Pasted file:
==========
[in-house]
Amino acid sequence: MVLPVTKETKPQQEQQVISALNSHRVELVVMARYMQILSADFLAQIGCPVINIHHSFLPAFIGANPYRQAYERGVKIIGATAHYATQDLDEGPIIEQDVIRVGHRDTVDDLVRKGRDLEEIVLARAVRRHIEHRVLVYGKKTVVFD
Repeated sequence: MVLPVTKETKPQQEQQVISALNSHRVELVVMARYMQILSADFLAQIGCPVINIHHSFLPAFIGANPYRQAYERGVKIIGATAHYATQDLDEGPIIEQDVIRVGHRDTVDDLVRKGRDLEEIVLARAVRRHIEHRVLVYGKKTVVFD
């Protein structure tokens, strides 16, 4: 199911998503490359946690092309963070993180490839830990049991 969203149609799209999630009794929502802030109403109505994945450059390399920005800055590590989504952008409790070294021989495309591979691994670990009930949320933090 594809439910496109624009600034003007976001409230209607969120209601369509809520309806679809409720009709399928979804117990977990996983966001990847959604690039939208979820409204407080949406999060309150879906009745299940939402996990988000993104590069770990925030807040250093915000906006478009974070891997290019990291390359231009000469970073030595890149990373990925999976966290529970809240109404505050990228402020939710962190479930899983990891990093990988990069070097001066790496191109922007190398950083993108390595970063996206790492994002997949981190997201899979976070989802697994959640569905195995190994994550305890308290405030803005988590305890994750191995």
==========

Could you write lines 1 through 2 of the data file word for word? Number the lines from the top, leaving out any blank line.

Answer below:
[in-house]
Amino acid sequence: MVLPVTKETKPQQEQQVISALNSHRVELVVMARYMQILSADFLAQIGCPVINIHHSFLPAFIGANPYRQAYERGVKIIGATAHYATQDLDEGPIIEQDVIRVGHRDTVDDLVRKGRDLEEIVLARAVRRHIEHRVLVYGKKTVVFD